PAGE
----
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May, 2015:

Hong Kong recycling rate ‘drastically overstated’

February 10, 2014

China′s Environmental Protection Department (MEP) reported a significantly lower recycling rate of 39% for 2012, well down on the 48% of the previous year and a far cry from the claimed 52% for 2010.

Hong Kong recycled ′just 2.16 million tonnes of waste in 2012′, which is 860 000 tonnes less than 2011, according to MEP. About 60% of the decline was the result of a severe drop in the trade of plastic waste, of which reportedly 320 000 tonnes was recycled last year compared to 840 000 tonnes in 2011 and 1.58 million tonnes in 2010.

Recycling figures for Hong Kong were ′distorted by external factors′ beyond their control, MEP officials note. They cite fluctuations in the waste trade and irregularities in export declarations as the main issues in establishing an accurate recycling rate.

The system for calculating Hong Kong’s recycling performance will be overhauled, with data collection to be improved by the implementation of measures recommended by a yet-to-be-commissioned consultant. But according to MEP, it is unlikely that the ‘distortion’ will influence policy-making or the achievement of targets as detailed in the last year’s waste management blueprint.

Some industry parties such as the World Green Organisation are wary of the ‘inflation of the recycling rate’. Its chief executive William Yu Yuen-ping argues that MEP should convene an ‘expert group’ to review the system. The government would also benefit from setting up a registration system for recyclers in order to get first-hand recycling data, it has been suggested.

Hong Kong’s first e-waste plant to be built by German recycling firm under multimillion-dollar deal

Shirley Zhao

May 9th 2015

A German recycling company has won a multimillion-dollar contract to build and operate Hong Kong’s first electronic waste recycling facility in Tuen Mun.

Alba Integrated Waste Solutions Hong Kong, a joint-venture subsidiary of the Alba Group, signed a 12-year contract with the government yesterday. It will spend two years building the plant and then operate the collection and recycling system in the city for the next 10 years.

In February, the Legislative Council’s Finance Committee approved the government’s request for HK$548.6 million to construct the system. The government will also fund the operation costs, which are based on the volume of e-waste collected and treated at the plant. Officials expect the bill will run to HK$200 million a year.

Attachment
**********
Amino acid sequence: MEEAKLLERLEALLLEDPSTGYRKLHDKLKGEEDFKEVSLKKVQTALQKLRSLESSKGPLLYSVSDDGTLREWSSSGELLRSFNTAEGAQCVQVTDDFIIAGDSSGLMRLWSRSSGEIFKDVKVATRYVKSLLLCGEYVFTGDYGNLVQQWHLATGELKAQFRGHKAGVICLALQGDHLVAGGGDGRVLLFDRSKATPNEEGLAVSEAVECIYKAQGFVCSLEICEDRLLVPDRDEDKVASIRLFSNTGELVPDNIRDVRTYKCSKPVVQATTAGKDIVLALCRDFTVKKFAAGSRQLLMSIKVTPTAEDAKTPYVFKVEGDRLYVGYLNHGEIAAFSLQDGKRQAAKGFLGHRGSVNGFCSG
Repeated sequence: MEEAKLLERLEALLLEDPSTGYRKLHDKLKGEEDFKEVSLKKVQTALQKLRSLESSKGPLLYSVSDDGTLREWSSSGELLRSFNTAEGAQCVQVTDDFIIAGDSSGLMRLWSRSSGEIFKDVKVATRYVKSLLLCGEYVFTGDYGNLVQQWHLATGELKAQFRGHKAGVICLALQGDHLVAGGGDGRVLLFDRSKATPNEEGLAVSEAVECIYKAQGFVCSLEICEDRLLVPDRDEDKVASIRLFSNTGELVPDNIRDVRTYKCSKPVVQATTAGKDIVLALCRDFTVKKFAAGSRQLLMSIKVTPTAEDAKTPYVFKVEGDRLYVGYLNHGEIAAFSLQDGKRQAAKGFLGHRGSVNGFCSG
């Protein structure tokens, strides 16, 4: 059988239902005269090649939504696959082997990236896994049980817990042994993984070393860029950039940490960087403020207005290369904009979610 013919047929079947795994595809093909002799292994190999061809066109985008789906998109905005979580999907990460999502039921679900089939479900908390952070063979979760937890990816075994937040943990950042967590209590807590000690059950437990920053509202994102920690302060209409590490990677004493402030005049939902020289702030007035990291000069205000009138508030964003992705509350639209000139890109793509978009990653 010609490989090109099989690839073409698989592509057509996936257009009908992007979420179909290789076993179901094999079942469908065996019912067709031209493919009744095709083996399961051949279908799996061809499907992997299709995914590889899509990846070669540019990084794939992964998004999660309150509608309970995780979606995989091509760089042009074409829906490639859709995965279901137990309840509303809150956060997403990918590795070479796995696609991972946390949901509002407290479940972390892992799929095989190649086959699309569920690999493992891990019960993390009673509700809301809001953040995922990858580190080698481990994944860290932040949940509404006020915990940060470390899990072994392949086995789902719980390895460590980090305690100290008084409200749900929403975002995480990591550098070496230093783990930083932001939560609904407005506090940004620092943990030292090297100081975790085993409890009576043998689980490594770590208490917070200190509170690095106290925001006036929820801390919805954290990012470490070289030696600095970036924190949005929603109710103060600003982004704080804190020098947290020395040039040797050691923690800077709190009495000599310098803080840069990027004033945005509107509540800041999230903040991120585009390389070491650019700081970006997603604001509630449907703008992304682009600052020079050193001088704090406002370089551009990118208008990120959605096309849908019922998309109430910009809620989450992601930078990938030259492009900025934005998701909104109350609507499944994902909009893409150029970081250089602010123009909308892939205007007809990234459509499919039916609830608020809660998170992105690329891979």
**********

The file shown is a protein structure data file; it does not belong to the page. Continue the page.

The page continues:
Axel Schweitzer, chief executive of Alba, said if the price of the recyclables did not fall during the 10-year period, the company would expect a turnover of about HK$2.5 billion over the decade. The recyclables would be mainly sold to mainland buyers.

“As a world-beating international metropolis, Hong Kong is responding proactively to the challenges of waste management and recycling,” said Schweitzer.

“We are confident that the project will make a substantial contribution to the city’s environmental management system and open a new chapter on its sustainable economic development.”

Schweitzer said the plant would be capable of processing 30,000 tonnes of waste a year but the capability could be extended to a maximum of 56,000 tonnes by arranging additional shifts as needed.

The company will also set up eight collection points and three recycling centres across the city. Schweitzer said residents could go to the centres and the plant to learn more about e-waste recycling.

The city produces about 70,000 tonnes of electronic waste a year.

The system will be in line with the government’s proposed “polluter pays” scheme, where importers or distributors of five categories of appliances – televisions, fridges, washing machines, computer products and air-conditioners – will have to pay a “recycling fee” to help fund disposal of the city’s electrical goods.

Customers who buy a new television, for example, will be able to request the retailer to arrange free removal of the old set.